The Force of the Public Utility Holding Act Has Been Greatly Reduced by Changes in the Securities and Exchange Commission's Enforcement Policies
FGMSD-77-35: Published: Jun 20, 1977. Publicly Released: Jun 20, 1977.
- Full Report:
How well the Securities and Exchange Commission (SEC) carries out its responsibilities in enforcing the Public Utility Holding Company Act of 1935 was evaluated, with primary attention to its enforcement procedures.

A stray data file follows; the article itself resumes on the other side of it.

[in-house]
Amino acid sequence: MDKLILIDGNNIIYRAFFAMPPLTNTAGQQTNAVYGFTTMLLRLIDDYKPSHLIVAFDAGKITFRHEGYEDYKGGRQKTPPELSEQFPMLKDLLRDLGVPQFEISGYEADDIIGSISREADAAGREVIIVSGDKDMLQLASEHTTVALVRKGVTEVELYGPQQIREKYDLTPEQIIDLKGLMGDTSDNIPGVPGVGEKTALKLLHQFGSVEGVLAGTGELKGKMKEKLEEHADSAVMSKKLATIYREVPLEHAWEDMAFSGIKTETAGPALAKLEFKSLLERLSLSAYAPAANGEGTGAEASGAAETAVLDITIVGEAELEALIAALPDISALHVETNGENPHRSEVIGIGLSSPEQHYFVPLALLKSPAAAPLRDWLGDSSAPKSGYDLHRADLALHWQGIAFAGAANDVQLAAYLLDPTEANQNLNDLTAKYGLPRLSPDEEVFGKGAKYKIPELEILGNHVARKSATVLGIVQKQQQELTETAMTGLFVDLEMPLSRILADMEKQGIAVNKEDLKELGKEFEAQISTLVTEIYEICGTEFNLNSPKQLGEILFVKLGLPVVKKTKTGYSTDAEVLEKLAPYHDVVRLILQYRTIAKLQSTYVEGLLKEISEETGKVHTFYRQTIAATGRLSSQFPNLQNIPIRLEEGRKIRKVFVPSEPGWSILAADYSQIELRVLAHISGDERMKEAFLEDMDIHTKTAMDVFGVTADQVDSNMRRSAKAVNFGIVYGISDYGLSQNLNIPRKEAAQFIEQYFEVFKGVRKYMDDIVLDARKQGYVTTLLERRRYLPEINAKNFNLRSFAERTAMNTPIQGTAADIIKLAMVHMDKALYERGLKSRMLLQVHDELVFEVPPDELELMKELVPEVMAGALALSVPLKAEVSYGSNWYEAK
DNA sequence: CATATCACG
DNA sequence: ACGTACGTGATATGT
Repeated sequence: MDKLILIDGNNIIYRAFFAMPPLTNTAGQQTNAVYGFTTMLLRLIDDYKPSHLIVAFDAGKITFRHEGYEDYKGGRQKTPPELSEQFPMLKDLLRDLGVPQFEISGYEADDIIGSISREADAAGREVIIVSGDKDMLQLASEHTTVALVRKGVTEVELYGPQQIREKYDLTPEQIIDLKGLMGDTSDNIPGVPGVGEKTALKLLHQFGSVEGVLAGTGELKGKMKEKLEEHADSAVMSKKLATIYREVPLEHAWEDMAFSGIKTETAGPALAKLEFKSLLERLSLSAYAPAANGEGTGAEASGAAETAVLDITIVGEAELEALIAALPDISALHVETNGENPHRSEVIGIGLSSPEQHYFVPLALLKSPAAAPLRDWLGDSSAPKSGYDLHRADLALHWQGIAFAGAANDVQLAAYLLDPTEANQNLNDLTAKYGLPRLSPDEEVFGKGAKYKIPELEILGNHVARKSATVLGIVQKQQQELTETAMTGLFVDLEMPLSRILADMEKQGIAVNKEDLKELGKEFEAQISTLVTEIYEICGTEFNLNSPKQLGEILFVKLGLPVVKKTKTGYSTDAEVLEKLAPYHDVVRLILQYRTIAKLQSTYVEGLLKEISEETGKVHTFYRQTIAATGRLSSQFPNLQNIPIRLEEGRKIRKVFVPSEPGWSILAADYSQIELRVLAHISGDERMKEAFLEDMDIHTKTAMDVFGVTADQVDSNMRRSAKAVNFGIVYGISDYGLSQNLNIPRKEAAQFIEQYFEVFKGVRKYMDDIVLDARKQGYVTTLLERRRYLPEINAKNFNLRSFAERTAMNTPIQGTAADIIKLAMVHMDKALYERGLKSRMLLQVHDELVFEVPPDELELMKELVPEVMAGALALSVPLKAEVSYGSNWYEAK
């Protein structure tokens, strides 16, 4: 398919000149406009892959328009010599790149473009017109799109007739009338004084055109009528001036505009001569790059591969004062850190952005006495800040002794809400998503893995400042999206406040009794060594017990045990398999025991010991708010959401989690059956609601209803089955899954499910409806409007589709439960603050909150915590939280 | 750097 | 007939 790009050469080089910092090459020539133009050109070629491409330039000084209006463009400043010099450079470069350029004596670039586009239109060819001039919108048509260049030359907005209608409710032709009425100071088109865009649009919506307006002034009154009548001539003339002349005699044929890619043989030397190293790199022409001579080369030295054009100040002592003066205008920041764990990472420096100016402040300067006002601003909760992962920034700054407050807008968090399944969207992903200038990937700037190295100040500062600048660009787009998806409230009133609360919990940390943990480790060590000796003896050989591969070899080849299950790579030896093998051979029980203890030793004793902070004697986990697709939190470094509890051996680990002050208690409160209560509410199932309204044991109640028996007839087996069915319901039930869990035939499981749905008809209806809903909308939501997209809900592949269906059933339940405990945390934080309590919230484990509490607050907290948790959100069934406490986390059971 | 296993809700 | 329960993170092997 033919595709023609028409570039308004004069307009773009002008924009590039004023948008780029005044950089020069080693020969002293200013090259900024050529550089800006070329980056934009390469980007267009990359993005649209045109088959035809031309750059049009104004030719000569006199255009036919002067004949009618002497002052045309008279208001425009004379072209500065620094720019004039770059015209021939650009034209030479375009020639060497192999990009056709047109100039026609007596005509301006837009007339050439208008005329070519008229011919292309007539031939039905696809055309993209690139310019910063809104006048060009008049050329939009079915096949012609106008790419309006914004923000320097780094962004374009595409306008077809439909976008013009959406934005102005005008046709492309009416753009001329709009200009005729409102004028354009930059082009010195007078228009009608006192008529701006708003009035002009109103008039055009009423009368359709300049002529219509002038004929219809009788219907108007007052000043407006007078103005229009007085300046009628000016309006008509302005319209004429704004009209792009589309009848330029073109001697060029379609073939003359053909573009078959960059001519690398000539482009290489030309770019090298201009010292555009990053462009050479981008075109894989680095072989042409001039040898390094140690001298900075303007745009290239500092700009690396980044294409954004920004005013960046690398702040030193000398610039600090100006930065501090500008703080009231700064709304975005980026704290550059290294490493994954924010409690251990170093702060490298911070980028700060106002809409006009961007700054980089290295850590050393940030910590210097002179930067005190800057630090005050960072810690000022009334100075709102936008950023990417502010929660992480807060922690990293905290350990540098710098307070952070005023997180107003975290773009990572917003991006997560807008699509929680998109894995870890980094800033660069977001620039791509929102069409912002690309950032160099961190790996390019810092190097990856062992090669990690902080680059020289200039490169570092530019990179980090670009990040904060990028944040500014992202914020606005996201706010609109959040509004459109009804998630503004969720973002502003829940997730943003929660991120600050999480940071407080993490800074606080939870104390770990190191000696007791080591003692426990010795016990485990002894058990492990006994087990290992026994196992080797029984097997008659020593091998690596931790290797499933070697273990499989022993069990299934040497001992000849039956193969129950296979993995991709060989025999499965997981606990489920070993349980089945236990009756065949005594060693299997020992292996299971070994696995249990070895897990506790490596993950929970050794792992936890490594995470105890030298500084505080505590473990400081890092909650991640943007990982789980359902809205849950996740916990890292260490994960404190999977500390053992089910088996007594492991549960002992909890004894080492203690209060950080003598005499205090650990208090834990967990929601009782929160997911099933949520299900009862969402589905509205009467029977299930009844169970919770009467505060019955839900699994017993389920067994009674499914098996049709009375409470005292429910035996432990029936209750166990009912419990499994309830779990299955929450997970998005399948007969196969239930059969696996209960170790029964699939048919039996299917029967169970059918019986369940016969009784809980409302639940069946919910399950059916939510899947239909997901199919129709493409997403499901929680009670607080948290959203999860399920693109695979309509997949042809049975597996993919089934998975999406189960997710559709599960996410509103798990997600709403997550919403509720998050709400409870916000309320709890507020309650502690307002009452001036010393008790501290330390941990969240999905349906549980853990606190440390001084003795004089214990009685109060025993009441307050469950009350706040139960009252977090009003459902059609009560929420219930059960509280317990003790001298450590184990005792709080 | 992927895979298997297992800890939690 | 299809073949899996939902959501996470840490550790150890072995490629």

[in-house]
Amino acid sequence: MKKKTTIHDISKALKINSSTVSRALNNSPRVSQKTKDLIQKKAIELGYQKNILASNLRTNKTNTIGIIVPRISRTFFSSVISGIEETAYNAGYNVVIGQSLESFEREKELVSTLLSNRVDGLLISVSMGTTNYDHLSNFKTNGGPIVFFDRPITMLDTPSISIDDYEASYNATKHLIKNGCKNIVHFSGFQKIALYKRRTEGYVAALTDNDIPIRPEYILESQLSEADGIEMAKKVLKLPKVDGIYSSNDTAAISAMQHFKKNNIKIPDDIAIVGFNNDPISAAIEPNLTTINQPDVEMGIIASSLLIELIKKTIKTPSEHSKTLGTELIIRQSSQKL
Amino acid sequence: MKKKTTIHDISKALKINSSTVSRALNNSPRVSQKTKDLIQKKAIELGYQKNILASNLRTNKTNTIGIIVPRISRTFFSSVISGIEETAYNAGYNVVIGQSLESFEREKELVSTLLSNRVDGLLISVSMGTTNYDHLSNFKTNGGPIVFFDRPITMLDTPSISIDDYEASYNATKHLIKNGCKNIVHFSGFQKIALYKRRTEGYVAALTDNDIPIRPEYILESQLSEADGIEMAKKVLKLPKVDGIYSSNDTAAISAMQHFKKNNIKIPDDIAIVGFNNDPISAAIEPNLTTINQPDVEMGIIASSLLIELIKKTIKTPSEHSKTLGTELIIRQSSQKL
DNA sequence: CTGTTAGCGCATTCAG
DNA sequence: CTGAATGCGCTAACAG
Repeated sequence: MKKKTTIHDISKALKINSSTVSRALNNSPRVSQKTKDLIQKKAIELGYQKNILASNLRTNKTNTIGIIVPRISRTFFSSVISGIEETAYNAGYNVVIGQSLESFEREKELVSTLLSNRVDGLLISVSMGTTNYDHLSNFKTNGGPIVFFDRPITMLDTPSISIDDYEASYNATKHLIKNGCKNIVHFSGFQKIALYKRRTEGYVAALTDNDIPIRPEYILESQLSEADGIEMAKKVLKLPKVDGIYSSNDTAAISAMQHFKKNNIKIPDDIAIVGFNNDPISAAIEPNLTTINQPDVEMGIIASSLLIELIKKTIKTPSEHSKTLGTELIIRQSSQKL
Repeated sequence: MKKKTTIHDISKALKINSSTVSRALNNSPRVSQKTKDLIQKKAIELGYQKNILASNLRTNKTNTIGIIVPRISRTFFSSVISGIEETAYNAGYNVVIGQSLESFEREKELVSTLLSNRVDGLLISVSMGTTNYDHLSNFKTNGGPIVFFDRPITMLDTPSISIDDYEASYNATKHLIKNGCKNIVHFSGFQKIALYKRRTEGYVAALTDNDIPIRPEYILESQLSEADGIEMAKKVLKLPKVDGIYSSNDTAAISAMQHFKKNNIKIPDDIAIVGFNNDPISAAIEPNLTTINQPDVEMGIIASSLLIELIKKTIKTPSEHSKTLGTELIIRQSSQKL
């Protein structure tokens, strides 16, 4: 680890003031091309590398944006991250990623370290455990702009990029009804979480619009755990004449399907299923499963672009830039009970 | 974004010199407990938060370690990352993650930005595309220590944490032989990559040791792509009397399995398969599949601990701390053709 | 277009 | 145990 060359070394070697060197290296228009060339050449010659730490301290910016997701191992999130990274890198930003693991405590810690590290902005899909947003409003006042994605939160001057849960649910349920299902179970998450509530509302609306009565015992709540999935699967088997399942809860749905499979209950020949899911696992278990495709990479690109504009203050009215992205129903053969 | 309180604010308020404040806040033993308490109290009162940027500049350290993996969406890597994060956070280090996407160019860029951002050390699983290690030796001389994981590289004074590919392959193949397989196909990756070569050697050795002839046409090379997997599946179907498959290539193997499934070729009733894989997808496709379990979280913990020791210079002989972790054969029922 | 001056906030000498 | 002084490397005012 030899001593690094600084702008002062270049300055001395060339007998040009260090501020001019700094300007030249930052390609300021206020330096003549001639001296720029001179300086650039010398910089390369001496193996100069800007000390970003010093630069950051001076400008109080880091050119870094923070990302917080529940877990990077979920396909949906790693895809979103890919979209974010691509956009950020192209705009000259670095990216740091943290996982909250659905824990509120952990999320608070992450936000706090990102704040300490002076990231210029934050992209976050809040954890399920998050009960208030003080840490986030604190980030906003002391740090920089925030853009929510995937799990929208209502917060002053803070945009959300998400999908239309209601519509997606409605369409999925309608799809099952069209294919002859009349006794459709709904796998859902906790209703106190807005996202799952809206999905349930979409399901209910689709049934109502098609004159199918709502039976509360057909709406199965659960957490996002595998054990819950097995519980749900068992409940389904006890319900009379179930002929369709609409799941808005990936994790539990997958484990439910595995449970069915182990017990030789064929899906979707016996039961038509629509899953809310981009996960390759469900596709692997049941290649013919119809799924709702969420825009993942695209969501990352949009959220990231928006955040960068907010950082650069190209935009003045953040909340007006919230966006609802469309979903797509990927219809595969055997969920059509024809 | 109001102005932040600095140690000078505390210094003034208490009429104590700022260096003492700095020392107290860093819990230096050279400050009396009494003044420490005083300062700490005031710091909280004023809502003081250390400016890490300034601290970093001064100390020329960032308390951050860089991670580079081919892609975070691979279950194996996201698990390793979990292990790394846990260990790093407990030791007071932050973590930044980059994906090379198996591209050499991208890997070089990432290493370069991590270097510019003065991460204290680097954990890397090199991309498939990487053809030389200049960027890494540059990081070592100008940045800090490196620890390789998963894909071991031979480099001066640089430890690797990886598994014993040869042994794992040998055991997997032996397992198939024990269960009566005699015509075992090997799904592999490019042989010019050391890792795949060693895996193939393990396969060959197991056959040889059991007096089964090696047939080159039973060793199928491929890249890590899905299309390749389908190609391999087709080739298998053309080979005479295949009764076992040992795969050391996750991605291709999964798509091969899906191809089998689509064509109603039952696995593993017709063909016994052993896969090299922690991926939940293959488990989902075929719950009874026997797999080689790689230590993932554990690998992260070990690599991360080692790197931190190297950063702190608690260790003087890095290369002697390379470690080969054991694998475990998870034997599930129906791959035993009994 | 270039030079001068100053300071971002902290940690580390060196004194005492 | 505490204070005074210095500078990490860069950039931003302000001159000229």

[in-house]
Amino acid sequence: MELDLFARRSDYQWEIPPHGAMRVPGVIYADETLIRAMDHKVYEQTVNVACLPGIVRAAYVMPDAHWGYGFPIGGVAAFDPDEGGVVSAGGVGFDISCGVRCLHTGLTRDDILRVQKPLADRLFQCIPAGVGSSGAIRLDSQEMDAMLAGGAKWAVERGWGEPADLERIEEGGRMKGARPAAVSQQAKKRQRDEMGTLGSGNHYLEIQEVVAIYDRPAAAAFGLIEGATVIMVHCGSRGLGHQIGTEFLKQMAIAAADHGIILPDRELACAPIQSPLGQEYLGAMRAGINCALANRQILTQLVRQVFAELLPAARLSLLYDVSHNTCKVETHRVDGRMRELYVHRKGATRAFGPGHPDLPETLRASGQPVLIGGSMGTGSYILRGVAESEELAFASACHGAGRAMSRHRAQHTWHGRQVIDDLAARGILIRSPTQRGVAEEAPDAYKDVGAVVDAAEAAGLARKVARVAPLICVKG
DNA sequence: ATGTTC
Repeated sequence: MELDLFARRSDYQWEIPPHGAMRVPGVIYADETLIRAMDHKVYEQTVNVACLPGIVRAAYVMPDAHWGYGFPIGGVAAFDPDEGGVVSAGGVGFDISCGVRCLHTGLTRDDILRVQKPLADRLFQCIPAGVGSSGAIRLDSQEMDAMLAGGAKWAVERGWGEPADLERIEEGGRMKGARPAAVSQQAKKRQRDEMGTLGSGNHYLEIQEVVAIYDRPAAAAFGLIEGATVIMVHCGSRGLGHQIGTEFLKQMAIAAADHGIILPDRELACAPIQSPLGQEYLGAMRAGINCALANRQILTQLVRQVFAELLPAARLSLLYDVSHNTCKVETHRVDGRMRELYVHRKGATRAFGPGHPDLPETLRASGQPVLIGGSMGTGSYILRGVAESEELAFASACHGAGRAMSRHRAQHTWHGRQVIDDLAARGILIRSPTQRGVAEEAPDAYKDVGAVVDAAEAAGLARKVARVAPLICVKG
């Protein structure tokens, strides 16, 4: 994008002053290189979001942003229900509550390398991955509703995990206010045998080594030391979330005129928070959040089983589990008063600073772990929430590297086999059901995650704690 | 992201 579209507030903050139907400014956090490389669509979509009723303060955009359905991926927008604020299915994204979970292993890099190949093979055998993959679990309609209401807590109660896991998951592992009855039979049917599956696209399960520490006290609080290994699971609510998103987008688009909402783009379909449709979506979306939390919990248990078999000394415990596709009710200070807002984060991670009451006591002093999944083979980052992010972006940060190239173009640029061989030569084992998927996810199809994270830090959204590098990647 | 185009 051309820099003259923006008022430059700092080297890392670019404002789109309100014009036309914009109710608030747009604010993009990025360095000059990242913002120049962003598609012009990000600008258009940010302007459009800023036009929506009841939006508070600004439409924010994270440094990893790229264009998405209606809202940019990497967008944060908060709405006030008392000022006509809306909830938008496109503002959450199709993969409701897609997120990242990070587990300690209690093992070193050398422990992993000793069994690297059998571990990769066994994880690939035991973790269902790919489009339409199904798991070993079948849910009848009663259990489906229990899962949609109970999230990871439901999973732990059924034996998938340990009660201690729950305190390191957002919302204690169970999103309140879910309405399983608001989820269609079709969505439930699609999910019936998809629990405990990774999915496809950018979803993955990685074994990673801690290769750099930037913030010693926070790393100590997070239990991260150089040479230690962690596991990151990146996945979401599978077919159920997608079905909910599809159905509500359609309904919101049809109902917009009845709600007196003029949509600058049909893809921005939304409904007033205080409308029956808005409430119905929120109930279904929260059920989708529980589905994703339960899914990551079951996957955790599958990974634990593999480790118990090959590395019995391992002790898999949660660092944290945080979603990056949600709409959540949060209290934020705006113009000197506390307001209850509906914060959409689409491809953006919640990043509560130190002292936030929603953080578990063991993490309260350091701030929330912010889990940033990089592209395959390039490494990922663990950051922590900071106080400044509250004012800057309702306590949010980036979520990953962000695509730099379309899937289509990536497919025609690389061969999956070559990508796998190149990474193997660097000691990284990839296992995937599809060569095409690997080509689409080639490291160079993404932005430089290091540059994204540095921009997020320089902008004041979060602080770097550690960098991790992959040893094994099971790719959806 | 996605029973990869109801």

The act is designed to protect the public and investors from abuses from the control of gas and electric utility companies by use of holding company devices. Over the years, the SEC has met many of the act's objectives, but not those requiring studies of size, business practices, and controlling influences. The size of many of these companies has increased substantially over the years. Also, such business practices as intercompany loans, dividend payments, and political contributions seem to warrant continuous surveillance. In granting regulatory exemptions, the SEC has relied too much on geographic location of a company's retail services, and not enough on possible detriment to the public interest. Because the energy situation has changed considerably since the act was written, it might be worthwhile to let regulated holding companies engage in fuel and fuel-related businesses.